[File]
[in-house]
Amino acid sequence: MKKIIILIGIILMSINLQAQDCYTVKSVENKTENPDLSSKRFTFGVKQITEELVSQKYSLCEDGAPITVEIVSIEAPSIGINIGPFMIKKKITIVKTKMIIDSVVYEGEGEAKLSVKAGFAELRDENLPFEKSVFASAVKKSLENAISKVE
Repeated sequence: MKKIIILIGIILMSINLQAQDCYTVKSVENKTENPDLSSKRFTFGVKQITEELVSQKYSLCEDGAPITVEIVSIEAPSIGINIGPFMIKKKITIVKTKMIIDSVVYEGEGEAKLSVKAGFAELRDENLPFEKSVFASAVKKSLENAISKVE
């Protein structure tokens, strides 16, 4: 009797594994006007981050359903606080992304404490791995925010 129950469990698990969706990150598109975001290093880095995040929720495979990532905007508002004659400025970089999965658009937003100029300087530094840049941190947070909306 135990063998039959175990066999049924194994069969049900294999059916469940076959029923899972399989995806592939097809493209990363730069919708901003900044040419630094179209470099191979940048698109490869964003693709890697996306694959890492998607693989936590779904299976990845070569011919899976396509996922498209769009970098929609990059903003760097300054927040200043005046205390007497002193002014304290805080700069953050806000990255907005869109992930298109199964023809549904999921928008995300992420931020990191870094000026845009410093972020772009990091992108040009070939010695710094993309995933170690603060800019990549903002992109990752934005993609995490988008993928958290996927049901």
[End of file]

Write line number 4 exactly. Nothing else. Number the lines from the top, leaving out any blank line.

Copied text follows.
């Protein structure tokens, strides 16, 4: 009797594994006007981050359903606080992304404490791995925010 129950469990698990969706990150598109975001290093880095995040929720495979990532905007508002004659400025970089999965658009937003100029300087530094840049941190947070909306 135990063998039959175990066999049924194994069969049900294999059916469940076959029923899972399989995806592939097809493209990363730069919708901003900044040419630094179209470099191979940048698109490869964003693709890697996306694959890492998607693989936590779904299976990845070569011919899976396509996922498209769009970098929609990059903003760097300054927040200043005046205390007497002193002014304290805080700069953050806000990255907005869109992930298109199964023809549904999921928008995300992420931020990191870094000026845009410093972020772009990091992108040009070939010695710094993309995933170690603060800019990549903002992109990752934005993609995490988008993928958290996927049901």